Video Interview at: Video: The making of Local Hero – the musical stage production – The Scotsman
Award-winning et designer Scott Pask explains why he is leaving so much to the audience’s imagination for the Lyceum’s musical adaptation of Local Hero. Interview by Alistair HarknessOne of the most enduring aspects of Bill Forsyth’s Local Hero is the way it captures not just the Scottish landscape, but the transformative effect it has on its protagonist. In this wistful comedy about a materialistic Texan oil executive called Mac who arrives in Scotland to plunder a stretch of coastline, only to fall for its ineffable charms, the landscape becomes a character in its own right. But it’s a character Forsyth all but dares us to take for granted, undercutting its swooning romanticism with droll humour, ensuring that by the time Mac realises he’s fallen for it, it’s worked its magic on us too. Continue reading
As The Royal Lyceum Theatre Edinburgh prepares to stage the world premiere of a major new production of Local Hero, we take a look back at seven classic moments from the film that pitted the ambitions of American oil multinational against the ways of a beautiful Highland village.
It’s never locked
On the road all night and with an injured rabbit in tow, it is at first an uncertain welcome for the oil executive Mac and his colleague Oldsen at the MacAskill Arms – not least because they appear to have interrupted the bedroom time of amorous landlord Gordon Urquhart. The encounter is smoothed, however, when Urquhart appears downstairs in his dressing gown to declare the door “is never locked” before inviting the pair in. He asks the pair to help themselves to coffee and toast – and lettuce for the rabbit – before disappearing back upstairs to finish his business. It is a rare welcome, indeed. Continue reading
NEW dates and a star-studded cast have been announced for the world premiere of the Royal Lyceum’s stage adaptation of Local Hero.
Children’s telly favourite Katrina Bryan and long-running star of The Bill Simon Rouse are just two of the popular television faces coming to the Royal Lyceum to appear in the musical when it opens this March. Based on Bill Forsyth’s 1983 film, demand for tickets for the production has been so great the Grindlay Street theatre has been forced to extend the run of the show by an extra two weeks. A wry comedy about a man who sets out to buy a beach, but ends up losing his heart to a village, Forsyth’s much-loved tale takes to the stage with new music and songs by Dire Straits legend Mark Knopfler. Continue reading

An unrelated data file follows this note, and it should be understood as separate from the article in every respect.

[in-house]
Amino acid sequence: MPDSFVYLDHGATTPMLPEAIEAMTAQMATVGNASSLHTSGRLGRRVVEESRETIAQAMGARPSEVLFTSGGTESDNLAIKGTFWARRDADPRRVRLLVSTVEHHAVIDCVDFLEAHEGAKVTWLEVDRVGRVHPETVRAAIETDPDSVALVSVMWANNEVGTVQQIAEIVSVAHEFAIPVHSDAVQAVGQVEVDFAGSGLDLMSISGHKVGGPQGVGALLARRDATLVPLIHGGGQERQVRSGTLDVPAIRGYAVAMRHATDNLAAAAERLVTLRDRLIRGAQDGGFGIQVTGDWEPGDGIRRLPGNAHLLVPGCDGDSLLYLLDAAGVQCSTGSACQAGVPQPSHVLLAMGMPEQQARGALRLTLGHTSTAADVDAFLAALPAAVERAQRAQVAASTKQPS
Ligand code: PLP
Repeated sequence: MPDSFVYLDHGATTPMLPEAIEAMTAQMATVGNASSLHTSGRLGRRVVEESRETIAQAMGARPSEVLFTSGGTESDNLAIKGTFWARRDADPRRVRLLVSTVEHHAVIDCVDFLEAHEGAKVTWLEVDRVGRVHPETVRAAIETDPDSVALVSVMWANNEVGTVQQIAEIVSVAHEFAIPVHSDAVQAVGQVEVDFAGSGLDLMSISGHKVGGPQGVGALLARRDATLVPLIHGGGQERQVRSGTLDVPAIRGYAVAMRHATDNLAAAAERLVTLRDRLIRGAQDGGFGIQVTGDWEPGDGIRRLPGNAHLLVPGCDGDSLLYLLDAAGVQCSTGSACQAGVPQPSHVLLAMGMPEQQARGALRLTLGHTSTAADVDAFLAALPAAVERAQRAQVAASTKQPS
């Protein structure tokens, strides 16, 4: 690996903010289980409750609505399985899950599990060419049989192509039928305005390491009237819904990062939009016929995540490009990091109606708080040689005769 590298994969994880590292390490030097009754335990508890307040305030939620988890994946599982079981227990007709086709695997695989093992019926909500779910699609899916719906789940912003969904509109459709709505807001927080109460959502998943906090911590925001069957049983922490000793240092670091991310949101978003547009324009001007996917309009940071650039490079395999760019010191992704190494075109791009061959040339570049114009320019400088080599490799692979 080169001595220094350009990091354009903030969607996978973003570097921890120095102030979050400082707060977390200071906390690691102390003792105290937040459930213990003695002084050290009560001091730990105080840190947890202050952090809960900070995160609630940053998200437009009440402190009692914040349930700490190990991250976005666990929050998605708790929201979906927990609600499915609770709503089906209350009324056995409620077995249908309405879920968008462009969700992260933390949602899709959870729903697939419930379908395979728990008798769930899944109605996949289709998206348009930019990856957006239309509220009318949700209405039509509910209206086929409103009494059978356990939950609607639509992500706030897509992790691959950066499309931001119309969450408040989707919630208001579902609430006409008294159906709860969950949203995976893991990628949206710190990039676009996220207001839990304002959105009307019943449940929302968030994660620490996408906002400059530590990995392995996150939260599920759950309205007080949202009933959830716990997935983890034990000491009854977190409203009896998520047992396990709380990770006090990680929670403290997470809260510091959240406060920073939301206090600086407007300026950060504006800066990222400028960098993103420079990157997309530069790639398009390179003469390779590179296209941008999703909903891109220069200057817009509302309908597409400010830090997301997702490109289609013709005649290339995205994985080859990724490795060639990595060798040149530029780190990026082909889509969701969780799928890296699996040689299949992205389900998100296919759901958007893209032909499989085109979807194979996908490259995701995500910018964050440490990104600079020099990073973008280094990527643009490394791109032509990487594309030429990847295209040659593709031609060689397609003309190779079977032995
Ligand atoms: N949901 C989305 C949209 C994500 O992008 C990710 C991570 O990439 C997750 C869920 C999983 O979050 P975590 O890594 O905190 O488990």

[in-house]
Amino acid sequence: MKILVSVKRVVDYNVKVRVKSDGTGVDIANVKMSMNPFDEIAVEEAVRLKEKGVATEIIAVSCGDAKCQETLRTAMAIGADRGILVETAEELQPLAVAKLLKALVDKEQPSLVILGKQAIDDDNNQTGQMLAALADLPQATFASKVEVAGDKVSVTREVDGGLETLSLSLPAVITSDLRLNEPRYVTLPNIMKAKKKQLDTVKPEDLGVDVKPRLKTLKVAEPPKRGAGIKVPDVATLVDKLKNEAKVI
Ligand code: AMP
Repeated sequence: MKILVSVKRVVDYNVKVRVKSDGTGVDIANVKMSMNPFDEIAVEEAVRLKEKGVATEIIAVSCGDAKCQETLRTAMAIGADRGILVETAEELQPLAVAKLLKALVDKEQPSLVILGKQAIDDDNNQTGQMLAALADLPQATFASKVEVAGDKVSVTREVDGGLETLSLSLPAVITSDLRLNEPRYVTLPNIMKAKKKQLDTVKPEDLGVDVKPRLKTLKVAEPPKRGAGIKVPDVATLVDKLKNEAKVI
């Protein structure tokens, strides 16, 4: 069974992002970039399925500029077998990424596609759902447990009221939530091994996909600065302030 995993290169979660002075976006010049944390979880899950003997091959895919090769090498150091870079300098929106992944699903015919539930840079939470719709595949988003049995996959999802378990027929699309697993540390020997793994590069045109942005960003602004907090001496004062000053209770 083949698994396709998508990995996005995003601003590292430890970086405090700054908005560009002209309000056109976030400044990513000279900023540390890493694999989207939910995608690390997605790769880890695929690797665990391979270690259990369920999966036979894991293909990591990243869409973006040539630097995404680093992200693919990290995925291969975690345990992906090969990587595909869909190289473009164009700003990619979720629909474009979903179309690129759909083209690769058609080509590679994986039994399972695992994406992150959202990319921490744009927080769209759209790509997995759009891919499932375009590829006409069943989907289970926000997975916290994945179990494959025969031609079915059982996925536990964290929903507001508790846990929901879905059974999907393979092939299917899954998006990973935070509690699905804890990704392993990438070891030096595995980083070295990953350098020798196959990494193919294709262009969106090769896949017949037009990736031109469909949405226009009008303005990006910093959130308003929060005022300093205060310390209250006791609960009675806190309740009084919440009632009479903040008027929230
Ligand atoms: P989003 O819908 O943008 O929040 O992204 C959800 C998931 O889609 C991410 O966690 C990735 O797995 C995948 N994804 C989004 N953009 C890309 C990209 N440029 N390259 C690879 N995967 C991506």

Book by Bill Forsyth and David Greig, Music and lyrics by Mark Knopfler. Based on the screenplay of the original film, written and directed by Bill Forsyth
“We’re gonna be rich… filthy dirty rich!” A wry comedy about a man who sets out to buy a beach, but ends up losing his heart to a village, Bill Forsyth’s magical Local Hero takes to the stage with new music and songs by the legendary Mark Knopfler.
Ambitious Texan oil executive Mac MacIntyre arrives in Scotland on a mission to buy a small seaside village and replace it with a refinery. It’s the deal of a lifetime, but Mac soon finds out that putting a price on this scenic spot is more complicated than he bargained for. Before the locals get rich, they must decide what a village is worth –a Maserati? A million? A marriage? Or is feeling at home worth more than even oil money can buy?
Treasured by a generation in Scotland and loved far and wide, Local Hero is one of the defining moments of Scottish storytelling. Now the original creators of the international hit film and bestselling soundtrack Bill Forsyth and Mark Knopfler have teamed up with The Lyceum’s Artistic Director David Greig to create this brand new musical stage production with a multi-award winning creative team. Co-produced with The Old Vic. This production is generously supported by The National Lottery through Creative Scotland and presented by special arrangement with Neal Street Productions and Patrick Daly of Caledonia Productions.
Principal Production Sponsor – The Famous Grouse Supported by the Culture & Business Fund Scotland
Find out more about the play: http://lyceum.org.uk/localhero